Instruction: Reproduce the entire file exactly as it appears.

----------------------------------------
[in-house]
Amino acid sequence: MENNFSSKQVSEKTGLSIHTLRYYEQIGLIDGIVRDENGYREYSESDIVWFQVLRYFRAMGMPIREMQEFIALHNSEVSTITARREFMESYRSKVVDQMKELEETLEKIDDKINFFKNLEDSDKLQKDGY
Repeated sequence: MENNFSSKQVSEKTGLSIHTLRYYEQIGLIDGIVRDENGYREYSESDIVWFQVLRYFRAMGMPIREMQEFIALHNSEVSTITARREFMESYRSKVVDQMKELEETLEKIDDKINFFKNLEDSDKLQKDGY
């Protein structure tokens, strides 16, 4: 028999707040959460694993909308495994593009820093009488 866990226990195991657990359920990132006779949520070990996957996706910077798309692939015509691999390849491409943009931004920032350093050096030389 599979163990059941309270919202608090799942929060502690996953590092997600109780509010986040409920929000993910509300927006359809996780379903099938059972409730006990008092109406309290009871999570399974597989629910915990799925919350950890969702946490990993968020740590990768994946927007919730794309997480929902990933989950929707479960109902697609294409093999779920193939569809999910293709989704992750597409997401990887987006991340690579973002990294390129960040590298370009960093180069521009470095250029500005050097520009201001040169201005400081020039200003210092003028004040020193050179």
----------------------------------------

[in-house]
Amino acid sequence: MENNFSSKQVSEKTGLSIHTLRYYEQIGLIDGIVRDENGYREYSESDIVWFQVLRYFRAMGMPIREMQEFIALHNSEVSTITARREFMESYRSKVVDQMKELEETLEKIDDKINFFKNLEDSDKLQKDGY
Repeated sequence: MENNFSSKQVSEKTGLSIHTLRYYEQIGLIDGIVRDENGYREYSESDIVWFQVLRYFRAMGMPIREMQEFIALHNSEVSTITARREFMESYRSKVVDQMKELEETLEKIDDKINFFKNLEDSDKLQKDGY
């Protein structure tokens, strides 16, 4: 028999707040959460694993909308495994593009820093009488 866990226990195991657990359920990132006779949520070990996957996706910077798309692939015509691999390849491409943009931004920032350093050096030389 599979163990059941309270919202608090799942929060502690996953590092997600109780509010986040409920929000993910509300927006359809996780379903099938059972409730006990008092109406309290009871999570399974597989629910915990799925919350950890969702946490990993968020740590990768994946927007919730794309997480929902990933989950929707479960109902697609294409093999779920193939569809999910293709989704992750597409997401990887987006991340690579973002990294390129960040590298370009960093180069521009470095250029500005050097520009201001040169201005400081020039200003210092003028004040020193050179």